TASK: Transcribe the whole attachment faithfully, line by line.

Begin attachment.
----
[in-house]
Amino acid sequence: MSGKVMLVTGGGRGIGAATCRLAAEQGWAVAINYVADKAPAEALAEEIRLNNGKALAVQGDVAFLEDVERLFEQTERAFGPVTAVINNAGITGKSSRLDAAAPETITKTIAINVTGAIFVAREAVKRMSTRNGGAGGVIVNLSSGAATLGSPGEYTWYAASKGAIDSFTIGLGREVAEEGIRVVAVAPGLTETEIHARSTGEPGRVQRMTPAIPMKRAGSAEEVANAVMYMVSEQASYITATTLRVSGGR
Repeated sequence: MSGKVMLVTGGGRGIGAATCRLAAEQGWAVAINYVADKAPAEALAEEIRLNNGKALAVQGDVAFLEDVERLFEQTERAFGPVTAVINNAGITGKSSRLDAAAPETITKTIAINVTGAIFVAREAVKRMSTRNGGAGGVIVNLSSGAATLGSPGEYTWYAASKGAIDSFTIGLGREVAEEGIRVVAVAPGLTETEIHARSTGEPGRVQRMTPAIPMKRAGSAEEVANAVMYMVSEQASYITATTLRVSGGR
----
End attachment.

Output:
[in-house]
Amino acid sequence: MSGKVMLVTGGGRGIGAATCRLAAEQGWAVAINYVADKAPAEALAEEIRLNNGKALAVQGDVAFLEDVERLFEQTERAFGPVTAVINNAGITGKSSRLDAAAPETITKTIAINVTGAIFVAREAVKRMSTRNGGAGGVIVNLSSGAATLGSPGEYTWYAASKGAIDSFTIGLGREVAEEGIRVVAVAPGLTETEIHARSTGEPGRVQRMTPAIPMKRAGSAEEVANAVMYMVSEQASYITATTLRVSGGR
Repeated sequence: MSGKVMLVTGGGRGIGAATCRLAAEQGWAVAINYVADKAPAEALAEEIRLNNGKALAVQGDVAFLEDVERLFEQTERAFGPVTAVINNAGITGKSSRLDAAAPETITKTIAINVTGAIFVAREAVKRMSTRNGGAGGVIVNLSSGAATLGSPGEYTWYAASKGAIDSFTIGLGREVAEEGIRVVAVAPGLTETEIHARSTGEPGRVQRMTPAIPMKRAGSAEEVANAVMYMVSEQASYITATTLRVSGGR